US 20050139278 A1
A drainage device and method of decreasing clogging in a drain pipe comprising heating the drain pipe with a heating element that is partially enclosed.
1. A drainage system comprising:
a center drain line for receiving waste liquid; and
one or more outer hot water supply lines for receiving hot water and heating said center drain line.
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15. A method for decreasing the rate at which a drain pipe is clogged, said method comprising:
providing a drain line;
heating at least a portion of said drain line with a heating element comprised of hot water enclosed in a hot water supply line adapted to receive the hot water.
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30. A drainage device kit for decreasing the rate at which a drain pipe is clogged comprising: an elongated tubular member having a center drain line and at least one hot water supply line for heating said center drain line; and
an adapter for providing water to said hot water supply lines.
This application is a Continuation-in-Part of U.S. patent application Ser. No. 10/351,063 filed Jan. 24, 2003.
The present invention is directed to a drainage system, and in particular, to a drain apparatus that is heated in order to prevent the drain from clogging.
Various plumbing drainage systems are used in commercial and residential settings. For example, in industrial settings such as slaughterhouses, a drain may collect liquid waste from multiple sources in the building.
Most homes have a fairly simple plumbing setup that includes hot and cold water supply lines and a drain line for the sinks, toilets, and showers. Most plumbing fixtures in the home involve a drain trap, a J-shaped piece of drain pipe designed to provide a water barrier between the home and the potential of sewer gas. The traps hold water which prevents the air-borne bacteria and odor of the sewer gas from entering the house. Each individual drain usually feeds into a larger sewage drain which is connected to the city's wastewater sewer system.
A common problem with drain lines—both industrial and residential—is that they become blocked with hair, grease, lint, food, soap scum, and other particles. Today, there are many products on the market which are used to unclog drains that have become blocked with such materials such as plungers, mechanical snakes, various chemicals, and even bacteria. These products are generally not preventative devices but merely assist the homeowner with manually unclogging the drain after a clog has arisen.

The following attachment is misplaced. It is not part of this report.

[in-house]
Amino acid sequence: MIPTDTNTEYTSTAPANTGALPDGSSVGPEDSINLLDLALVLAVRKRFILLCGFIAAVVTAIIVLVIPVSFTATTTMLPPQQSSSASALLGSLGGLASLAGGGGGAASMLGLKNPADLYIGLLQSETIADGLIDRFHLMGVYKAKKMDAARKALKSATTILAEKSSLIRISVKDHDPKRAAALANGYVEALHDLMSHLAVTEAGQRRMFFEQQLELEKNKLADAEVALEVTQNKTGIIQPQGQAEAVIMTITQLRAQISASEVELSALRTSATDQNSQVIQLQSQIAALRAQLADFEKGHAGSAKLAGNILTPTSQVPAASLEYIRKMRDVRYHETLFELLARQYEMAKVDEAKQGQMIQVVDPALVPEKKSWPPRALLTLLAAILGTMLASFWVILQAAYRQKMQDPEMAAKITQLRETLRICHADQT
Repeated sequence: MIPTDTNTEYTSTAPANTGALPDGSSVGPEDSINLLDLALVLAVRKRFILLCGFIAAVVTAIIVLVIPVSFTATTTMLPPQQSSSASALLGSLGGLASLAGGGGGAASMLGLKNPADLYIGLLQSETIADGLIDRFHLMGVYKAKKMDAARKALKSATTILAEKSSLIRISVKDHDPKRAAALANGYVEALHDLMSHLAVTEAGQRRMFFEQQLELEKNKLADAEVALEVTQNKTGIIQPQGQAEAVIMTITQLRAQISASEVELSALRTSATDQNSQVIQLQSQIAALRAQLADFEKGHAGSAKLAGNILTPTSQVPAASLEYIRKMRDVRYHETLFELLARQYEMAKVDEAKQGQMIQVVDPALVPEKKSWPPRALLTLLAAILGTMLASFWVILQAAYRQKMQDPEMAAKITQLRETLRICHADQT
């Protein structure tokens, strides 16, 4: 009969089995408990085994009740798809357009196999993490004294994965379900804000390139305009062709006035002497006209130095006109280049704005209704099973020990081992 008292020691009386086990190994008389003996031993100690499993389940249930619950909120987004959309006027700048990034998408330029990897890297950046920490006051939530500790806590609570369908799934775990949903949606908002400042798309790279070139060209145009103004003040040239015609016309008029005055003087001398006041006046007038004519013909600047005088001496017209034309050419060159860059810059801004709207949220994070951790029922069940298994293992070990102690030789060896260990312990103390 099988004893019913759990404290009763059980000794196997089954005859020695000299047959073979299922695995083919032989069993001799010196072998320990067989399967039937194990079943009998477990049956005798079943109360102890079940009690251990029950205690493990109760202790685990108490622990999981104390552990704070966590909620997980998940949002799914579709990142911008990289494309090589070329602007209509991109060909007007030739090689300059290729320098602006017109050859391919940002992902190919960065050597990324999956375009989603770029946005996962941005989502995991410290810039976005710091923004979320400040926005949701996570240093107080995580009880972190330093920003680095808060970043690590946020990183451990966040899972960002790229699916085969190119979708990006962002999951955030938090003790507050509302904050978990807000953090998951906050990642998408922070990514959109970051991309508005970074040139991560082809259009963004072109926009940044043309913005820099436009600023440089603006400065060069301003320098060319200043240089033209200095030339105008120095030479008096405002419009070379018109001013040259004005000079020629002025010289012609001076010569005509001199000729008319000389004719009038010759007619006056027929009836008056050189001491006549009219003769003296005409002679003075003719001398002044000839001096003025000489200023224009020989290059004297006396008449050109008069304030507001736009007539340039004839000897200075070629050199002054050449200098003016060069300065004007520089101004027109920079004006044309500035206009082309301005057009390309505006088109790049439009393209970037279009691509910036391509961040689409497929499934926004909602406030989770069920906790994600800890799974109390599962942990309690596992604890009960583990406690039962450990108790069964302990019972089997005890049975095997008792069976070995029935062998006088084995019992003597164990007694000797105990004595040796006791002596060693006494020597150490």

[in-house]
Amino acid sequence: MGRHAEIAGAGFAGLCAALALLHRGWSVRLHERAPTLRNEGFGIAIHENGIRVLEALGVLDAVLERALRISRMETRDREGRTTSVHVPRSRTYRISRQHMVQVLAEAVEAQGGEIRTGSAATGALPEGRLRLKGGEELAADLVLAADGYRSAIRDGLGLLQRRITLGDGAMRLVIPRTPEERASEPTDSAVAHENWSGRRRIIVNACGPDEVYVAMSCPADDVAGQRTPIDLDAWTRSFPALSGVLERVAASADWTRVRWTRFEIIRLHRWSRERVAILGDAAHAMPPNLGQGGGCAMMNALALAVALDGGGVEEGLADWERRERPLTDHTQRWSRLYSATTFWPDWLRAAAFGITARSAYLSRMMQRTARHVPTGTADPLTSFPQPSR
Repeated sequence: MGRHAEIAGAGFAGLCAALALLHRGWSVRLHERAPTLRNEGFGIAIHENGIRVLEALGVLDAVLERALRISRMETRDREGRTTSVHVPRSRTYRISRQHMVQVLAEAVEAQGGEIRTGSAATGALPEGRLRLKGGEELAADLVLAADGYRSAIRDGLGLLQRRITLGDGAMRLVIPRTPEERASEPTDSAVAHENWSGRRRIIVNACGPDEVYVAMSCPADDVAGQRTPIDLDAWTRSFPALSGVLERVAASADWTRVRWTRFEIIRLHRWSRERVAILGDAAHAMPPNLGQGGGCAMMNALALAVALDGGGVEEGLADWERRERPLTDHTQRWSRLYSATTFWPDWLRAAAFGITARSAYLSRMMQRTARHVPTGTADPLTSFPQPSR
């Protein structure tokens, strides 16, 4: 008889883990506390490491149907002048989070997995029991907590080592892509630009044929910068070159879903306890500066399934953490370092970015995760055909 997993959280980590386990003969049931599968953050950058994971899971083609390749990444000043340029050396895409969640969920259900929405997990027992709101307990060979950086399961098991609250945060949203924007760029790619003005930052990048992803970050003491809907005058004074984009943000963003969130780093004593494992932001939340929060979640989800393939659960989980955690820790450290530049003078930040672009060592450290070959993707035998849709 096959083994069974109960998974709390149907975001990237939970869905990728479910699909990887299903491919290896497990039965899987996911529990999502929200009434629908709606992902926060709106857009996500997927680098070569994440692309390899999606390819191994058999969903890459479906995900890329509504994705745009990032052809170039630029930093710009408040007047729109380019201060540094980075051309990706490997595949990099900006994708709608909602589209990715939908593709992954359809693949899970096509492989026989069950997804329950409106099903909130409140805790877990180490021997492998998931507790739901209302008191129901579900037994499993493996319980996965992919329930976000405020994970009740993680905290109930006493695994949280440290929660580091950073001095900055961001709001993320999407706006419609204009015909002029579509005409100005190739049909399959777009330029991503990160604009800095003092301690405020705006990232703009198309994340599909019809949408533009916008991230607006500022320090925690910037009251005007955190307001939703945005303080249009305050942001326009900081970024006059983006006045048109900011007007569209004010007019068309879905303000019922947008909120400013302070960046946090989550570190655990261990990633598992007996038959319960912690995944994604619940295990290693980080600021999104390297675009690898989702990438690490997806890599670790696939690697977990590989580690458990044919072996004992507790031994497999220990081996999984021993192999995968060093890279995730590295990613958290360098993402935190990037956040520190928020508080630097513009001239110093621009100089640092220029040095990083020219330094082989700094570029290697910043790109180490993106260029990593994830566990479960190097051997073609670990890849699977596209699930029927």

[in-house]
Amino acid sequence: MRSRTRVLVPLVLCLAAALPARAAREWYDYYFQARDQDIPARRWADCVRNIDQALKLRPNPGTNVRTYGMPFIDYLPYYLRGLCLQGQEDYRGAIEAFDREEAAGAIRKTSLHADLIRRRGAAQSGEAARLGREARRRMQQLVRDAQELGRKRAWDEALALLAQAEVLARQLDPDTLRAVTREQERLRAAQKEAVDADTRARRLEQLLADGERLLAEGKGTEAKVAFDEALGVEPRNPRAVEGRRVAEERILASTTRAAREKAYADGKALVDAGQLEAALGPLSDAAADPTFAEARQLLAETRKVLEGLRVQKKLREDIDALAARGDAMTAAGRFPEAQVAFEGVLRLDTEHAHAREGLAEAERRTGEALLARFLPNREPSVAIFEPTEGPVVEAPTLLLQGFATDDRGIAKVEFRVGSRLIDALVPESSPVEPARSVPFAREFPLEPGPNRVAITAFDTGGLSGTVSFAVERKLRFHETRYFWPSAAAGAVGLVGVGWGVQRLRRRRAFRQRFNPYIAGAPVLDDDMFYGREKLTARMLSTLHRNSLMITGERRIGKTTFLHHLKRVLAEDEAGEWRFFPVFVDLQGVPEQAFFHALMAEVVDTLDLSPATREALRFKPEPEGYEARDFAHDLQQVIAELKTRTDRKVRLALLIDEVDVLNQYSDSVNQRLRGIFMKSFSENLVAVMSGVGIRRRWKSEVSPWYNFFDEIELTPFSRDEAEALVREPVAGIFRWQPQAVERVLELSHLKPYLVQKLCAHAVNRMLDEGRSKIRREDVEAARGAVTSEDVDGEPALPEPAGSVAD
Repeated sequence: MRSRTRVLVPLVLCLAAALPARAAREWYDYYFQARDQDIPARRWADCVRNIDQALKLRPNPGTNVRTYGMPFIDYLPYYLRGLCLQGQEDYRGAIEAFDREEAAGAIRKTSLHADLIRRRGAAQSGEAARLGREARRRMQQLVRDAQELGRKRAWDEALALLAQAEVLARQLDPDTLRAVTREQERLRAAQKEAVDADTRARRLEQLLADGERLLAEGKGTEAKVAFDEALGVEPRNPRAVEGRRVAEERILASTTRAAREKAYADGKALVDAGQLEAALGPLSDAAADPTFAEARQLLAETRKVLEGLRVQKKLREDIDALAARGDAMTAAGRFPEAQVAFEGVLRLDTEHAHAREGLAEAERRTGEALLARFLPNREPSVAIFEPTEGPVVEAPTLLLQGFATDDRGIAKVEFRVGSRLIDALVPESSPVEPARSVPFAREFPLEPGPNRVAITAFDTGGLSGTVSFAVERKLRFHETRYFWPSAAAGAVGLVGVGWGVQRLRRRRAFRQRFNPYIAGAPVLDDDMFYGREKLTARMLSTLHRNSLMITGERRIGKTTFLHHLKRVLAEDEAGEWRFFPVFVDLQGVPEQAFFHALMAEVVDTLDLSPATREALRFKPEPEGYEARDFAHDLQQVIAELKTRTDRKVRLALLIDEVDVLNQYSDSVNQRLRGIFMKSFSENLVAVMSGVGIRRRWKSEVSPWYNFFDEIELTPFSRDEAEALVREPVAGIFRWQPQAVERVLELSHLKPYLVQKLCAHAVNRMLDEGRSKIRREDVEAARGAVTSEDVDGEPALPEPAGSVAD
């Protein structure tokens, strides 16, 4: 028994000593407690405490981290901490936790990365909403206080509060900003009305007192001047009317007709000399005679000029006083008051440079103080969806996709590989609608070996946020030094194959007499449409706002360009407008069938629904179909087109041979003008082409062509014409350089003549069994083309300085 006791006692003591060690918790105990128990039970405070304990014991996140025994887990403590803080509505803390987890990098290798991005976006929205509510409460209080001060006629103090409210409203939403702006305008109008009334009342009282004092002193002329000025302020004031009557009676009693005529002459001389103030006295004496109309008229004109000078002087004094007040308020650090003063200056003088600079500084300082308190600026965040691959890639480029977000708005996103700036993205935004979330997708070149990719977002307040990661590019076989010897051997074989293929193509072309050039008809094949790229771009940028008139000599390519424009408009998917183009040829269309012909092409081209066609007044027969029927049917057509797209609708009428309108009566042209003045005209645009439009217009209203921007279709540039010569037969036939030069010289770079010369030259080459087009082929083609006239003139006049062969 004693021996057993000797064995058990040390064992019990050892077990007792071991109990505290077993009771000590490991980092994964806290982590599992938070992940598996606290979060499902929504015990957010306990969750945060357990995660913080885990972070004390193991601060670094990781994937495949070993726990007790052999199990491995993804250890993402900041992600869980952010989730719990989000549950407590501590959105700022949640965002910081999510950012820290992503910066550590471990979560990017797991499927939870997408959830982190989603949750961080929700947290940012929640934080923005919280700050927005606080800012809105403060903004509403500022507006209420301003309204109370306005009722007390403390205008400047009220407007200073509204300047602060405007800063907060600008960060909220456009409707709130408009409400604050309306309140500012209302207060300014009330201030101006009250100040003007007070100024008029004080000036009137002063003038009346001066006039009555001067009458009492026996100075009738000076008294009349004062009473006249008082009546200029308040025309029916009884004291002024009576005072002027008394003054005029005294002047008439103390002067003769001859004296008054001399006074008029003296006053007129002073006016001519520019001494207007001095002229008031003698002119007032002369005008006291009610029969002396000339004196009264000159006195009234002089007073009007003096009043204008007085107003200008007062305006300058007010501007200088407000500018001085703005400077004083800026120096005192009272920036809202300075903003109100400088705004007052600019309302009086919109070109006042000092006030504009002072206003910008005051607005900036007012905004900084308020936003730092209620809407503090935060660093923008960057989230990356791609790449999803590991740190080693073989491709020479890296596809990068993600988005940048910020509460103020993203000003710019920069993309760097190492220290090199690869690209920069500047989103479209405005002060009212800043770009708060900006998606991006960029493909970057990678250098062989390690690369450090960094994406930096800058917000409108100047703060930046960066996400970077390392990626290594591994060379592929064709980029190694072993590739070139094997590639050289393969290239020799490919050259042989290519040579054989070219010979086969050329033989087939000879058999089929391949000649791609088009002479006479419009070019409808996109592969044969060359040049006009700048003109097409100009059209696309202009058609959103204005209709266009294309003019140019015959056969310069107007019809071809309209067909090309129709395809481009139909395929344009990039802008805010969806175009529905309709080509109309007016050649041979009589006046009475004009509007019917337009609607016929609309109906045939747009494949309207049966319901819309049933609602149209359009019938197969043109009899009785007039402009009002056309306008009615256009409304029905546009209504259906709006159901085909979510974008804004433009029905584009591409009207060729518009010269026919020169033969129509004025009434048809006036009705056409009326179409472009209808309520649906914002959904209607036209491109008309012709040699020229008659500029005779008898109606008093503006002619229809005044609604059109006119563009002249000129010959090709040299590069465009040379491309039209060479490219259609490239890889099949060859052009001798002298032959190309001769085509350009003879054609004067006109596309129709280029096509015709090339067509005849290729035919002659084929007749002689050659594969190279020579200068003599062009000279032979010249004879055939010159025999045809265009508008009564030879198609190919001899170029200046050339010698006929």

Some products on the market today supposedly help prevent clogs from occurring in the drain. These products generally involve enzymatic or chemical substances that must be manually poured down the drain on a periodic basis. Thus, the homeowner is often undesirably exposed to bacteria and/or other hazardous chemical substances when using such products. An example of a drainage system which overcomes the problems associated with the prior art is set forth in applicant's co-pending patent application Ser. No. 10/351,063, entitled HEATED DRAIN LINE APPARATUS, which is incorporated by reference in its entirety. However, there remains a need to develop alternate improved drainage systems.
Therefore, it is an object of the present invention to provide a drainage system which helps prevent the drain from clogging or decreases the rate of such clogging.
It is another object to provide a drainage system that can be used substantially free of harmful enzymatic/chemical substances.
The drainage system of the present invention employs heat adjacent to the drain line in order to prevent grease and other unwanted substances from building up along the drain line wall and forming a clog. While the present invention can be used for both commercial and residential purposes, the drainage system of the present invention is well suited for commercial applications, especially those in the fast-food industries wherein grease and sugar often undesirably clog drain lines from sinks, soda dispensers, and the like.
As shown in
The elongated tubular member 12 includes both a center drain line 20 for receiving waste or drain liquid from the drain port 100 and one or more outer hot water supply lines 30 a, 30 b, 30 c, 30 d for receiving hot water from a hot water. source. The center drain line 20 and hot water supply lines 30 a-d are preferably manufactured as a single unit comprised of rubber, plastic, nylon, and the like. It will be appreciated, however, that the center drain line 20 and hot water supply lines 30 a-d may be separately fabricated as individual units.
The elongated tubular member 12 is preferably manufactured as a long continuous unit, typically 1 to 100 feet long, and more preferably about 10 to 25 feet long. The elongated tubular member 12 is then cut to the desired size prior to installation.